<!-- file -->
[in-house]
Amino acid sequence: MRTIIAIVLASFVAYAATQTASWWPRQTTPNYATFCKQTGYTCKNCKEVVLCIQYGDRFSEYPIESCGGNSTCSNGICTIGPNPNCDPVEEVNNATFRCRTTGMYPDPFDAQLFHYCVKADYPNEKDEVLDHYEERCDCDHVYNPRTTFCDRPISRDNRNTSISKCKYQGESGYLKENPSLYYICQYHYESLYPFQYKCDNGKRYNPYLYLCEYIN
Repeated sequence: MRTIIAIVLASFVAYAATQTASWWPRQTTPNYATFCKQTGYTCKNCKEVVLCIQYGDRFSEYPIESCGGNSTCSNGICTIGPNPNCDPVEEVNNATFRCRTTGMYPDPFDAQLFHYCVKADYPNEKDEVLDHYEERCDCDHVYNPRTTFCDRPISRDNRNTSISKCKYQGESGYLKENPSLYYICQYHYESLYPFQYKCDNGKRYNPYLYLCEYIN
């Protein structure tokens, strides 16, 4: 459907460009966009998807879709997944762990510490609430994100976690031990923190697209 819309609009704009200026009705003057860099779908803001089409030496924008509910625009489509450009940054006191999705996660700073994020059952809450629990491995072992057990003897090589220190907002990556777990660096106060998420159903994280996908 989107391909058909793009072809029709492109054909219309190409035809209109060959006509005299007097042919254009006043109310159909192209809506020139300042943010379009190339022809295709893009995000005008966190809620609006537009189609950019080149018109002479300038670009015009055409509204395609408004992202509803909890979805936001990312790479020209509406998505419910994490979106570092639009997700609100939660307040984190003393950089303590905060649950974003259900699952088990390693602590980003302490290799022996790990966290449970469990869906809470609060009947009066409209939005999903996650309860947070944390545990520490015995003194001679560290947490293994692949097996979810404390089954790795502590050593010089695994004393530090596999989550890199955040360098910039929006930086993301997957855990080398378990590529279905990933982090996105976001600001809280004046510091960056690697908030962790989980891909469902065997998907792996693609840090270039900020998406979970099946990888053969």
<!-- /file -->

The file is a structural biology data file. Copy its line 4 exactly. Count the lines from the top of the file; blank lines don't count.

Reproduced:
């Protein structure tokens, strides 16, 4: 459907460009966009998807879709997944762990510490609430994100976690031990923190697209 819309609009704009200026009705003057860099779908803001089409030496924008509910625009489509450009940054006191999705996660700073994020059952809450629990491995072992057990003897090589220190907002990556777990660096106060998420159903994280996908 989107391909058909793009072809029709492109054909219309190409035809209109060959006509005299007097042919254009006043109310159909192209809506020139300042943010379009190339022809295709893009995000005008966190809620609006537009189609950019080149018109002479300038670009015009055409509204395609408004992202509803909890979805936001990312790479020209509406998505419910994490979106570092639009997700609100939660307040984190003393950089303590905060649950974003259900699952088990390693602590980003302490290799022996790990966290449970469990869906809470609060009947009066409209939005999903996650309860947070944390545990520490015995003194001679560290947490293994692949097996979810404390089954790795502590050593010089695994004393530090596999989550890199955040360098910039929006930086993301997957855990080398378990590529279905990933982090996105976001600001809280004046510091960056690697908030962790989980891909469902065997998907792996693609840090270039900020998406979970099946990888053969």